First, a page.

Fun fact: my mom had an amazing collection of antique cookware, so when Robbie chats about the vintage pieces in her store, I can see the tools in my mind’s eye. Maxwell/Day’s details? Wonderful!


The Local Foods series features an organic farmer as the lead character, and guess what? Edith ran her own small certified organic farm for a few years and that expertise infuses the series with effortless realism. Readers can pick up tips about what it takes to grow produce organically, both the pitfalls and the plusses, while enjoying the cleverly crafted mysteries.


The Quaker Midwife series is a project close to Edith’s heart. She is a Quaker herself and some of the history and the daily practices of the Society of Friends have found their way into this series. Maxwell now lives in Amesbury, Massachusetts where the books are set, and the local history influenced her short story writing. One of the short stories became the impetus for a 19th c. midwife character. Rose Carroll, the Quaker midwife, is perfectly placed to be a sleuth, since she gets to go where men (and the police) can’t in 1888, and hears all kinds of secrets that help solve the crimes. Beautifully written, “Delivering the Truthis well-deserving of the Agatha historical mystery nomination this year.


Click on the link to check out Maxwell’s YouTube video of a walking tour of Amesbury, Massachusetts. Maxwell is wearing an authentic self-made 1888 dress and bonnet while she conducts the tour and chats about the sites mentioned in “Delivering the Truth.” What a fun and terrific way to launch a series! 


Plus, as Maddie Day, Edith has a new cozy foodie mystery series, Cozy Capers Book Group, set on Cape Cod. “Murder on Cape Cod will be the first title launched in 2018. The lead character runs a bicycle repair and rental shop and hosts a weekly cozy mystery book group. My dad’s family came from the Cape, and I’m looking forward to reading Maxwell/Day’s take on the region.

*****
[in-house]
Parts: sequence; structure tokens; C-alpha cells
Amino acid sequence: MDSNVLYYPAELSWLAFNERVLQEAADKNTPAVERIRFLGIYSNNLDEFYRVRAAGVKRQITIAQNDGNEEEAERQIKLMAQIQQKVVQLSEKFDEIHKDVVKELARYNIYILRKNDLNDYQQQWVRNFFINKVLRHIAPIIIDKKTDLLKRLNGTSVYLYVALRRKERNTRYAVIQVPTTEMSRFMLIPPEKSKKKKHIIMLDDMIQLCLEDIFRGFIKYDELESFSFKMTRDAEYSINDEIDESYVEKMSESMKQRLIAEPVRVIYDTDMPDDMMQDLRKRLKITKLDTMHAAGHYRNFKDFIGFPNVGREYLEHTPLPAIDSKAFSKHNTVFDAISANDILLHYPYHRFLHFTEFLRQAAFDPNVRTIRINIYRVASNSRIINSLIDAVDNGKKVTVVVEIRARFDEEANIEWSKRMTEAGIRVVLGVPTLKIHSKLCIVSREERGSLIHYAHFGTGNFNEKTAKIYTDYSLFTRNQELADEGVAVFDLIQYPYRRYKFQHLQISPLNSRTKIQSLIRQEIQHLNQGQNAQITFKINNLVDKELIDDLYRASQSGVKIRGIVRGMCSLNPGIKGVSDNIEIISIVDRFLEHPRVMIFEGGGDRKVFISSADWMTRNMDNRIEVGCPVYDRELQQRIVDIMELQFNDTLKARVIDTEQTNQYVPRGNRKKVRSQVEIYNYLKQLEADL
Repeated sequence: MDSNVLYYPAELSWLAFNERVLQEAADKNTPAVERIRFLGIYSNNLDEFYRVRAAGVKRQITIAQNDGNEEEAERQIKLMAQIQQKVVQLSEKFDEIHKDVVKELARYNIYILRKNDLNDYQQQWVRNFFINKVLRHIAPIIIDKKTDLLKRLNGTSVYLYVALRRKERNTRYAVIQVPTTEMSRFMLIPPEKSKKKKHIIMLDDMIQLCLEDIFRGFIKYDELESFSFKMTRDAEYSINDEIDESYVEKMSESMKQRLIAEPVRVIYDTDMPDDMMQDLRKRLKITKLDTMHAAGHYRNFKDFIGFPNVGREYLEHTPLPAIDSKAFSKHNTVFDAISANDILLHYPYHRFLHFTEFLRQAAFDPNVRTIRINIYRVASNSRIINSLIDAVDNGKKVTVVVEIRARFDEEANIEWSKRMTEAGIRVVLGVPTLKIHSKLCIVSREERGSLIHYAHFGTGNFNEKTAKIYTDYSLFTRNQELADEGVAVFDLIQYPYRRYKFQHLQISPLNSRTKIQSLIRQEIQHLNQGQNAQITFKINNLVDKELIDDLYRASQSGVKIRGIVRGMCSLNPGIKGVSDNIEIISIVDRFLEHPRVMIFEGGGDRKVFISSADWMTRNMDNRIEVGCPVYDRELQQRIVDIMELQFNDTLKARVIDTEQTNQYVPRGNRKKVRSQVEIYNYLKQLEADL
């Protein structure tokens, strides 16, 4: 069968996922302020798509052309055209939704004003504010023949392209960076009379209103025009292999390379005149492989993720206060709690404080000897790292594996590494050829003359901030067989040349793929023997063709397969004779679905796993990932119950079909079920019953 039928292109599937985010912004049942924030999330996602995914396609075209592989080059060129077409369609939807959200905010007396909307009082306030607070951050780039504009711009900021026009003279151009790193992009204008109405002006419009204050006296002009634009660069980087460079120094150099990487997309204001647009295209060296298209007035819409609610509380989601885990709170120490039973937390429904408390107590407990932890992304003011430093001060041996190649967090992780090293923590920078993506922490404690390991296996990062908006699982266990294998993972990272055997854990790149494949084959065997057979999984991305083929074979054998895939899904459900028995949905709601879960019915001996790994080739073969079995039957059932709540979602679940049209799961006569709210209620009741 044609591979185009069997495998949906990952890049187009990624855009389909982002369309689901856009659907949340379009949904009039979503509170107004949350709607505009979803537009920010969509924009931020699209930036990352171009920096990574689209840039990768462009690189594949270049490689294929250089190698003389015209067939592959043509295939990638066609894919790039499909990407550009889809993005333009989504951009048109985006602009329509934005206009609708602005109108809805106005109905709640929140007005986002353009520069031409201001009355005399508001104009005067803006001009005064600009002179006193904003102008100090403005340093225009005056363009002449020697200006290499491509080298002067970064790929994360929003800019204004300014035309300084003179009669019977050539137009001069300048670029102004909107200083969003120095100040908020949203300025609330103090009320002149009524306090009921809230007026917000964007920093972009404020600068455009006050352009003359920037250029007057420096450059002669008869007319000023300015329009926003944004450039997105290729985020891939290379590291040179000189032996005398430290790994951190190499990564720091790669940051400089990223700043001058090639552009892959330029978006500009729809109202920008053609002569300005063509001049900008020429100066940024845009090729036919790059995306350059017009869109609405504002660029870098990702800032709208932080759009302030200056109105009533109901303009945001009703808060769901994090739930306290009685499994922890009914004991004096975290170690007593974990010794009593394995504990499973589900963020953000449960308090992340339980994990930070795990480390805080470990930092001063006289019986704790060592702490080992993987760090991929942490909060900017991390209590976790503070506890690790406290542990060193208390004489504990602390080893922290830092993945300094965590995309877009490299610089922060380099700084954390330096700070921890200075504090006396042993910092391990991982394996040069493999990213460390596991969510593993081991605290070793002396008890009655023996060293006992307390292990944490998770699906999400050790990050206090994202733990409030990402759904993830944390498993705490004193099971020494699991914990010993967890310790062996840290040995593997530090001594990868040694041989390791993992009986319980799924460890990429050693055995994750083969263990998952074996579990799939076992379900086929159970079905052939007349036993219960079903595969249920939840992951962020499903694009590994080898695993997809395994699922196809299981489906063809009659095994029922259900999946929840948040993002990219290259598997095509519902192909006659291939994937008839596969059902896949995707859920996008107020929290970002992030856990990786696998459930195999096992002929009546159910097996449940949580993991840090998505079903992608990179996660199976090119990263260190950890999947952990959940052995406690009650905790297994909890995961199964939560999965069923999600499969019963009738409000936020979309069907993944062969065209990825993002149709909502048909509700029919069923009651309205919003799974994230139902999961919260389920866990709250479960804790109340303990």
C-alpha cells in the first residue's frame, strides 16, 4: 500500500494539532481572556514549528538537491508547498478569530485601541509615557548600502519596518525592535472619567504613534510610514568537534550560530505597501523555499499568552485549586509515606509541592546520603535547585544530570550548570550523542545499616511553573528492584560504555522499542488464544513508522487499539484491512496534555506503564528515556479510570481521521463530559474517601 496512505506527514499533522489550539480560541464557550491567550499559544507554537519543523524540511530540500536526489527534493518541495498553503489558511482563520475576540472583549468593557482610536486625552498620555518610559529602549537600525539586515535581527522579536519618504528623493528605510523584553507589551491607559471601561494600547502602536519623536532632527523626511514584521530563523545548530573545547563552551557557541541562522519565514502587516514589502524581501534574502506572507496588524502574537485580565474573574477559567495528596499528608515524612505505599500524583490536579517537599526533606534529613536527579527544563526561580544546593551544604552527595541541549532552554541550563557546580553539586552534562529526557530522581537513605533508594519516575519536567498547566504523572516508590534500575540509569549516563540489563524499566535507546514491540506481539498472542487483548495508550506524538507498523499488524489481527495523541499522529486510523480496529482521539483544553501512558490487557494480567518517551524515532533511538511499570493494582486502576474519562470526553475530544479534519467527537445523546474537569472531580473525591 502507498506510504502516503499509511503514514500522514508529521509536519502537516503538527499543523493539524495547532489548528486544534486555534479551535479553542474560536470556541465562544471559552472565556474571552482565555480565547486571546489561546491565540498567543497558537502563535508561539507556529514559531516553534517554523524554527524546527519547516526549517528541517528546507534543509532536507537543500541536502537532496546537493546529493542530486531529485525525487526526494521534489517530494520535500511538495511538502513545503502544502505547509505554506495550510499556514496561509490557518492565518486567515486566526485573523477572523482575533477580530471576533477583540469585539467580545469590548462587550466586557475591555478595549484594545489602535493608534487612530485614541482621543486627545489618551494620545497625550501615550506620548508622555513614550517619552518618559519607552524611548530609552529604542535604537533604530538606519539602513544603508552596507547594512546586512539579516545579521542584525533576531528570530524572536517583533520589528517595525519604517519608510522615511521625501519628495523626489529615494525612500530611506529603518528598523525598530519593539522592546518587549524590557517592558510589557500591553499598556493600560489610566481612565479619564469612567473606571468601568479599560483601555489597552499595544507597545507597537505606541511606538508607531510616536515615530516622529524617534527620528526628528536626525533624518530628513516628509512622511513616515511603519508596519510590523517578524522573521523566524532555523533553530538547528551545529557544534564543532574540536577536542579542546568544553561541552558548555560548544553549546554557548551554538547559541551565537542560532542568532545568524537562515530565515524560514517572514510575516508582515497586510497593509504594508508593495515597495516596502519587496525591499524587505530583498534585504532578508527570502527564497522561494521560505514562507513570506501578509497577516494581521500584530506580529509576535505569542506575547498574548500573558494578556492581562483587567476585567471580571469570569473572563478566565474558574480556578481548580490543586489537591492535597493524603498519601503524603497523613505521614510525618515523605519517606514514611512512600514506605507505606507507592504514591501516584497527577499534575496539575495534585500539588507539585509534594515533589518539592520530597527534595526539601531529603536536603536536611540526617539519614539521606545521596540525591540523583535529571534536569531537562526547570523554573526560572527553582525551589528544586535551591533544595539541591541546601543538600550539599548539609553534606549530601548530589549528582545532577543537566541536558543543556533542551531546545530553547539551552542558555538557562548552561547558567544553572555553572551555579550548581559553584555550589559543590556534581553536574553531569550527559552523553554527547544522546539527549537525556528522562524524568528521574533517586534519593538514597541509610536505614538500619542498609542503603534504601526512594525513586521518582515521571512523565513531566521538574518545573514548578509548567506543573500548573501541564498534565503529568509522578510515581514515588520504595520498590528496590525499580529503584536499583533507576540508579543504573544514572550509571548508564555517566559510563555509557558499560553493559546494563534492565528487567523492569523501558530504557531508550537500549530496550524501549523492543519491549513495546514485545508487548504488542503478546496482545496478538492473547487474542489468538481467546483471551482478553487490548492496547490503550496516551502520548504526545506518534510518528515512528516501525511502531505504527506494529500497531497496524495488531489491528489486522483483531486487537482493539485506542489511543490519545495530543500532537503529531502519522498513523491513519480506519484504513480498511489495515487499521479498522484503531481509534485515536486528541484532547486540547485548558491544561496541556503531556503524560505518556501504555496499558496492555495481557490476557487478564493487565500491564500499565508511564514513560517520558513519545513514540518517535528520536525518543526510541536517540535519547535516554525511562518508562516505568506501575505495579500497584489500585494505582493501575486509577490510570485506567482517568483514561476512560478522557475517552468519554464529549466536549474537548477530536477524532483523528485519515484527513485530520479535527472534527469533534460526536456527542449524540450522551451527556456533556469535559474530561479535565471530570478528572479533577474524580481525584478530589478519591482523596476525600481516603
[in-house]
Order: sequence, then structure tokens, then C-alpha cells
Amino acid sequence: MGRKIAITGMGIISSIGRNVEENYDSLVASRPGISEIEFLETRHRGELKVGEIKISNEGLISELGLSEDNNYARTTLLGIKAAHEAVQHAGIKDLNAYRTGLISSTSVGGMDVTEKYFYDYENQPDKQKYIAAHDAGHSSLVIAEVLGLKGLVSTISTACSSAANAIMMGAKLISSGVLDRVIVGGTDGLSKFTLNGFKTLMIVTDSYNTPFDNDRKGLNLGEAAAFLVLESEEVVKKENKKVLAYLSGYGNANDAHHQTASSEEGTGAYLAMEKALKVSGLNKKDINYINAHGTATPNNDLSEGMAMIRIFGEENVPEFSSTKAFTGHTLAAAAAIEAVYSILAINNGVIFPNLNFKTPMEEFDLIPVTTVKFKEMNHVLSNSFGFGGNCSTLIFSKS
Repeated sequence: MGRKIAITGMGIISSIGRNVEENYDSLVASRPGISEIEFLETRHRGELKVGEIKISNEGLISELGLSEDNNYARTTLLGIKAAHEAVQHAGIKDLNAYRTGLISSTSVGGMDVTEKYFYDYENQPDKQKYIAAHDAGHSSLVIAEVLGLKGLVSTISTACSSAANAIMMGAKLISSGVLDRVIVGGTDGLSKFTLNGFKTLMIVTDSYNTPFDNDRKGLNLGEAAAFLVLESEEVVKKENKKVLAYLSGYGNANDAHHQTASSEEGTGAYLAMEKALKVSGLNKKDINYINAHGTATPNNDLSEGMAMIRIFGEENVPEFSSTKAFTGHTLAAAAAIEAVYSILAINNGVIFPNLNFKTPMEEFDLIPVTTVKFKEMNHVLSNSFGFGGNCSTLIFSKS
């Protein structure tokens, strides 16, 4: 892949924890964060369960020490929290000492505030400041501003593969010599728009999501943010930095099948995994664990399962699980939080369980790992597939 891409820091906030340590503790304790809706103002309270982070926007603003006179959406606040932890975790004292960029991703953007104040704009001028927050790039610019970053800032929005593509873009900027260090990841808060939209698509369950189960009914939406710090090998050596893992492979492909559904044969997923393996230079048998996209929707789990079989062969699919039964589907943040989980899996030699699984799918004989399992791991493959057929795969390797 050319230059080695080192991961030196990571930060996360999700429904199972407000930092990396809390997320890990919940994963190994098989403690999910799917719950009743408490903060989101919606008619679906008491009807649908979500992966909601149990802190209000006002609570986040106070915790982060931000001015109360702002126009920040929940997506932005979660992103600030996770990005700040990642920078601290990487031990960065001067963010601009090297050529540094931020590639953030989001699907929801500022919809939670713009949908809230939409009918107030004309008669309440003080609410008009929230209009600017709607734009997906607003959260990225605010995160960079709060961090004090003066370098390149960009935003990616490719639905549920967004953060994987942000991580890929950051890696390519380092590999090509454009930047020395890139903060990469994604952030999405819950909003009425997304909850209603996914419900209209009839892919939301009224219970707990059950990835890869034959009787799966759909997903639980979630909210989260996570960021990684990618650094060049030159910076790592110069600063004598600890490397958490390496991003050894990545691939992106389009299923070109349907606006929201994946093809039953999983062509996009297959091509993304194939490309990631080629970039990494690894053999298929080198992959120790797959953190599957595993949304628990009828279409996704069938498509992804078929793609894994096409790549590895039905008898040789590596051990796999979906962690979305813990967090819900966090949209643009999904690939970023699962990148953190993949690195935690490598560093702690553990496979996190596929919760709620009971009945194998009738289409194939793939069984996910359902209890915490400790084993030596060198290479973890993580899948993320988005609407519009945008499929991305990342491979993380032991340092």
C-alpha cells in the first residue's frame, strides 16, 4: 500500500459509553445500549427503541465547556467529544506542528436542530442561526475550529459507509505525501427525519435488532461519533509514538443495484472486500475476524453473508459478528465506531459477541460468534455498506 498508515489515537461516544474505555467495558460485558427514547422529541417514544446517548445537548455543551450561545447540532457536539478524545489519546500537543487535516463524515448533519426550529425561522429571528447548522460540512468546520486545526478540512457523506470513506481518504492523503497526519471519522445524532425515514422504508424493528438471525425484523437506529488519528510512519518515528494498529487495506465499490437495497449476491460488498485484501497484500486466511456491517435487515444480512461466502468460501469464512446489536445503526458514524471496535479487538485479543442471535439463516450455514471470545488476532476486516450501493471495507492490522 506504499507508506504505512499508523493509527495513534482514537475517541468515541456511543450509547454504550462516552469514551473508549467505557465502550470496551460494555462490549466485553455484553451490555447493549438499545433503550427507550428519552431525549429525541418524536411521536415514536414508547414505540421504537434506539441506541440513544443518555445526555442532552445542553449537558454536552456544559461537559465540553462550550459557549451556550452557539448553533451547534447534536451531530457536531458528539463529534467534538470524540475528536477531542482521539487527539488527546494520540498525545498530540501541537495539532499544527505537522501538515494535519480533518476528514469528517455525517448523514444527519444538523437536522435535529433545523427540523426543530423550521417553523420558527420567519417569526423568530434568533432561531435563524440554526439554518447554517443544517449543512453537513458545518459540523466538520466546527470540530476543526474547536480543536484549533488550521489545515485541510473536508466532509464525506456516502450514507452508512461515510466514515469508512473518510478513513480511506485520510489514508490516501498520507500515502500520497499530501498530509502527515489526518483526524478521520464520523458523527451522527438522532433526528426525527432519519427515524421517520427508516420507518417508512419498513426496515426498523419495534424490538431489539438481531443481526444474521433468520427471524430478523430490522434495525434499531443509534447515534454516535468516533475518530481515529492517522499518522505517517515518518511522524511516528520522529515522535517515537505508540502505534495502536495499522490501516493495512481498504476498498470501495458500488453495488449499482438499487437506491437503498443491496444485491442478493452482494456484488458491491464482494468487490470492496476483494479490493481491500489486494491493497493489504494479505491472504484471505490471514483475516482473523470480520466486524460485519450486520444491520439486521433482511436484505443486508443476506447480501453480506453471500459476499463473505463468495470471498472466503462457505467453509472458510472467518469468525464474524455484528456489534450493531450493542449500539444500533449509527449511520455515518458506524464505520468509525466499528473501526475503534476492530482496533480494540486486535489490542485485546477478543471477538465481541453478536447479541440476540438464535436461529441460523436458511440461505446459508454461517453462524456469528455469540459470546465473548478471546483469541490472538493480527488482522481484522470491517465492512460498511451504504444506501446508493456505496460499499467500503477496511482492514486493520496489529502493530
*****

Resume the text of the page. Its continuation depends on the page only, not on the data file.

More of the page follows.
So, how does she keep up this writing pace and still maintain the quality in her books? First, she is doing what she loves. She has a writing schedule for each day – mornings are the best for her – but when a deadline looms, she sometimes goes away for a few days on retreat. She turns off the internet so that there are no distractions at all and she can write from dawn ‘til midnight if she needs to. When slipping away to a retreat, Maxwell likes to take along comfy clothes, walking shoes, a laptop, a favorite pen, and an actual paper notebook. Oh, and of course, wine and dark chocolate.  🙂


Maxwell writes traditional mysteries with absorbing puzzles to solve, and appealing characters that engage us on every page. With strong female leads, fascinating details, and multi-layered plots, this is an author we want to follow, wherever (or whenever) she leads us.


Book Cover - A Tine to Live A Tine to Die


Read the review of “A Tine to Live, A Tine to Die,” (Local Foods series) here.






Book Cover - Grilled for Murder


Read the review of “Grilled for Murder,” (Country Store series) here (written as Maddie Day)










Book Cover - Delivering the Truth



Read review of “Delivering the Truth” (Quaker Midwife series) here.  🙂







"Delivering the Truth" has been nominated for an Agatha Award for Best Historical Mystery. And “The Mayor and the Midwife” has been nominated for an Agatha for Best Short Story. Read the short story here.

Edith Maxwell is a member of the Wicked Cozy Authors, the New England gals that share writing advice and their own experiences every week at She also writes with Killer Characters, and with the Midnight Ink authors.

For more information about Ms. Maxwell and her many projects, please visit


Edith MaxwellDeliveringtheTruth AgathaBanner


Photo "Writer" taken by Patti Phillips

Other photos provided by Edith Maxwell